Archive for November, 2018

Nov 27 2018

The Myths of Troy

Published by under Pseudoscience

Last week I wrote about yet another claim for a possible location for Atlantis. This sparked some lively discussion, indicative of the fact that there is something alluring and iconic about the idea of Atlantis. I also think having a cool name is critical for such appeal (and not a small part of why Nostradamus, for example, is so iconic).

Long story short – there is no evidence that Atlantis existed, that Plato intended his writings to be an actual claim that Atlantis was real, and there is no evidence that the new supposed location, the Richat structure in Africa, is Atlantis or any ancient city.

In the comments, defenders of Atlantis made a claim, one that I have heard frequently before, that caught my interest.

One commenter wrote:

Atlantis a myth…?
Perhaps the story, but is the story based on something?

Let’s remember Troy was a myth until rediscovered in 1870.

Another:

They laughed at Heinrich Schliemann, but he found Troy and started, for the most part, the science of archaeology.

and:

back in 19th centrury(sic): The consensus of actual scholarship is that Troy is a myth.

Thank you Heinrich Schliemann for not caring about consensus.

The initial response by me and others was – so what? The logic here is not valid. Just because one city written about in ancient texts turned out to be real, that doesn’t mean they all are, or that Atlantis specifically is. Further, the analogy is not a good one.

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Nov 26 2018

New Pew Survey About GMOs

Published by under General Science

The Pew Research Center has recently published a large survey regarding American’s attitudes toward food, including genetic modification, food additives, and organics. There are some interesting findings buried in the data that are worth teasing out.

First, some of the top line results. They found that 49% of Americans feel that genetically modified organisms (GMOs) are bad for health, while 44% said they were neutral, and 5% said they were better. So the public is split right down the middle over the health effects of GMOs. The 49% who feel that GMOs are bad for health is up from 39% when they gave the same survey in 2016 – so unfortunately, we have lost ground on this issue.

Breaking these numbers down, we find that women are a little more likely to fear GMOs as a health risk than men, 56% compared to 43%. I suspect this is due primarily to differences in how anti-GMO messages are marketed, and the general marketing of pseudoscience to women (the Goop effect). This is also significant because women are more likely to make food purchasing decisions for their families.

Even more interesting is the relationship between science knowledge and fear of GMO’s – among those with a high degree of science knowledge, 38% thought GMOs had health risks, while 52% of those with a low degree of science knowledge thought so. The same pattern is seen through all the subquestions about GMOs. For example, 49% of those with a high degree of science knowledge believe GMOs have the potential to increase the global food supply, while only 20% of those with a low degree of science knowledge believe this.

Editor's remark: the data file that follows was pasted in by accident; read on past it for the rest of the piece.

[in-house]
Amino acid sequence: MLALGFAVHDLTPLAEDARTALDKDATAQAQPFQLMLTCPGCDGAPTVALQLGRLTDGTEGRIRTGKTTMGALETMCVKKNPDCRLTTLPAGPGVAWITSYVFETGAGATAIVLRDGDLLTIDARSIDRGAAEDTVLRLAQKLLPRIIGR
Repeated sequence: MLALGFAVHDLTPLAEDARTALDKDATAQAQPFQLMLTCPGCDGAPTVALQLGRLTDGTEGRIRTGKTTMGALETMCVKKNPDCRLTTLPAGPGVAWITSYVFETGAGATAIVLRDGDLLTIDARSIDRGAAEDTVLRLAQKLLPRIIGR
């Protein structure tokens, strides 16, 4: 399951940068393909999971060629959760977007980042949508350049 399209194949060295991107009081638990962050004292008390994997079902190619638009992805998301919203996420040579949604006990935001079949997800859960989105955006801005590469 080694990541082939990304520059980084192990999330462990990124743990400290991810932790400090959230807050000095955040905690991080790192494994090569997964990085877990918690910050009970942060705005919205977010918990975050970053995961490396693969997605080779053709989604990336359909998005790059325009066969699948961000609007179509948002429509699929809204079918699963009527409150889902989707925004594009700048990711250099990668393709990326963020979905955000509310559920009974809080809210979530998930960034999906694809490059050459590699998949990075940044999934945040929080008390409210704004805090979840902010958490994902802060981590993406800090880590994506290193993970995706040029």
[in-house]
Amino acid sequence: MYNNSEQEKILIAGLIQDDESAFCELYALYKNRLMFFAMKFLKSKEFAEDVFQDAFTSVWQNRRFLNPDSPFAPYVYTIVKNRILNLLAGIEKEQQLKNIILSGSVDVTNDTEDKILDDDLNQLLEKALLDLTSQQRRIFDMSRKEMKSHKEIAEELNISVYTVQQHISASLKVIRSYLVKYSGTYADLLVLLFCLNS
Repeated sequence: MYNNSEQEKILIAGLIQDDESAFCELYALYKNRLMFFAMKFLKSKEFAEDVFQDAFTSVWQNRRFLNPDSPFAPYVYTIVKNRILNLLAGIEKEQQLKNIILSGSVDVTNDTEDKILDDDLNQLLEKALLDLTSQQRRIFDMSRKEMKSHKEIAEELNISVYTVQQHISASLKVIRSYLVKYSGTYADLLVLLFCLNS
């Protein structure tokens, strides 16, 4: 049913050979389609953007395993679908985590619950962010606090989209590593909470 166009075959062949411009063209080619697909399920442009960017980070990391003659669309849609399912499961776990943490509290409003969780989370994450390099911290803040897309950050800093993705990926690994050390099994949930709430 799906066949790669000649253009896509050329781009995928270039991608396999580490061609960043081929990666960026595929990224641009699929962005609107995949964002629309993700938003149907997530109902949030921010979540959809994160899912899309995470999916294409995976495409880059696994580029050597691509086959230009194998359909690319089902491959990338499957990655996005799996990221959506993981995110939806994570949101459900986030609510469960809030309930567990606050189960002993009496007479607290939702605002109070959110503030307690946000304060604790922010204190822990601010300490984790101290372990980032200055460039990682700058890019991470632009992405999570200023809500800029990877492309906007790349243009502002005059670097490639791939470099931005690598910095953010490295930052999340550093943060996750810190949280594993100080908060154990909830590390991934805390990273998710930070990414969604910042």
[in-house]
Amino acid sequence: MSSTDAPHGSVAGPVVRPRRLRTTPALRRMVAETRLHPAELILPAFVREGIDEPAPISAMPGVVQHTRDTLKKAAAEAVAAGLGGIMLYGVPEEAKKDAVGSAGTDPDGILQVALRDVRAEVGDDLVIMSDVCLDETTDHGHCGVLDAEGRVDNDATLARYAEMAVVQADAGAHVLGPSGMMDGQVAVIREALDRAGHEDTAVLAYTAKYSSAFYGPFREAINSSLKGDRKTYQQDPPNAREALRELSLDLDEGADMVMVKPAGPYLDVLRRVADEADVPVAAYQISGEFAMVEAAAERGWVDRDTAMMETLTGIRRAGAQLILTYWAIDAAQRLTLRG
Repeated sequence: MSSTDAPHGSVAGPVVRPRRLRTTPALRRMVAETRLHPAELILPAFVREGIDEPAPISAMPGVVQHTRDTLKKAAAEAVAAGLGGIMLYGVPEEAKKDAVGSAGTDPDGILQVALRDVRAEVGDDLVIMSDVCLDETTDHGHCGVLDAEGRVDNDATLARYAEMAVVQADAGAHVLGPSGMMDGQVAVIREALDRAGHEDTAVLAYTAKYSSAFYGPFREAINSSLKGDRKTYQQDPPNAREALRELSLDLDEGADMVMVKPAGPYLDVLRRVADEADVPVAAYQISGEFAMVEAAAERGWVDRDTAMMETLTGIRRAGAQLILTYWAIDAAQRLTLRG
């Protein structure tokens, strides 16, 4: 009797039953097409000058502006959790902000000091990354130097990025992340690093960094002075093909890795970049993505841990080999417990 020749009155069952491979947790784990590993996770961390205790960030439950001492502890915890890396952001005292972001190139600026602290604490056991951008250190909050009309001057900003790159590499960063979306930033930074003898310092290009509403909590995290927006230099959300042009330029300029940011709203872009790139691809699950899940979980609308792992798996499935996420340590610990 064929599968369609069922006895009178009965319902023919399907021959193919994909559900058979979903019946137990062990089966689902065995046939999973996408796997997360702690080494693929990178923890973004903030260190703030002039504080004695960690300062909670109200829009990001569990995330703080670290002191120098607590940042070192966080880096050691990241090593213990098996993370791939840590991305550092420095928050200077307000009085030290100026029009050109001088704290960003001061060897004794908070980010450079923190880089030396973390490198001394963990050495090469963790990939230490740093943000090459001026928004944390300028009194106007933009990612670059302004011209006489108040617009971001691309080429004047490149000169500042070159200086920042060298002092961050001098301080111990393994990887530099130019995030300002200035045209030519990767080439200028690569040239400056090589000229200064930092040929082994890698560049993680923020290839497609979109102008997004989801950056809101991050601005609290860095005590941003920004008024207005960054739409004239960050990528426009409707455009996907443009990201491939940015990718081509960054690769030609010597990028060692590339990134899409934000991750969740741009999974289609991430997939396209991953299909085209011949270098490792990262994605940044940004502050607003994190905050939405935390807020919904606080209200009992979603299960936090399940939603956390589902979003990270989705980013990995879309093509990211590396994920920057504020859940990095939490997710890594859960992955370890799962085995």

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Nov 20 2018

Possible New Branch of Eukaryotes Defined

Scientists report in Nature the indentification of two new species of Hemimastigophora, a predatory protist. What makes the paper newsworthy is that the authors are arguing that their genetic analysis suggests Hemimastigophora, currently categorized as a phylum, should instead be its own suprakingdom.

To make sense of this let’s review the basic structure of taxonomy, the system we use to categorize all life. All known life is divided first into three domains, the bacteria, archaea, and eukaryotes. Bacteria and archaea do not have a nucleus, while eukaryotes are larger and have a nucleus which contains most of their DNA.

Eukaryotes are divided into kingdoms, including plants, animals, fungus, protozoa, and chromista (algae with a certain kind of chlorophyll). Kingdoms are then divided into phyla, which are essentially major body plans within that group.

This is a simplified overview, because there is a lot of complexity here, with suprakingdoms, subkingdoms, and further breakdowns. Further, there is a lack of consensus on how to exactly divide up these major groups. Even in the cited paper, the authors say there are 5-8 “suprakingdom level groups” within the domain eukaryotes. The number of kingdoms depends on which scheme you use, and how you interpret the existing evidence.

The reason for uncertainty is that we have not yet done a full genetic analysis on every known group. Further, when we discover new species that lie outside of the existing scheme, we have to rethink how different groups are actually related.

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Nov 19 2018

No – Atlantis Has Not Been Discovered in North Africa

Published by under Pseudoscience

A video is making the rounds claiming “proof” that Atlantis existed in norther Africa. This video is by Jimmy from Bright Insight and it is an excellent example of crank pseudoscience. Jimmy has made himself into a social media brand, with lots of conspiracy and pseudohistory nonsense to sell, but let’s focus on this one video for now.

The video follows a familiar format – gather together lots of circumstantial evidence, exaggerate its significance and specificity, ignore anything that doesn’t fit, ignore all genuine scholarship, and create the impression that you’re onto something. Essentially – blow a lot of smoke to convince the naive that there’s a fire.

His argument is essentially that the Richat structure, or the Eye of the Sahara, fits Plato’s description of Atlantis so well, it essentially amounts to proof.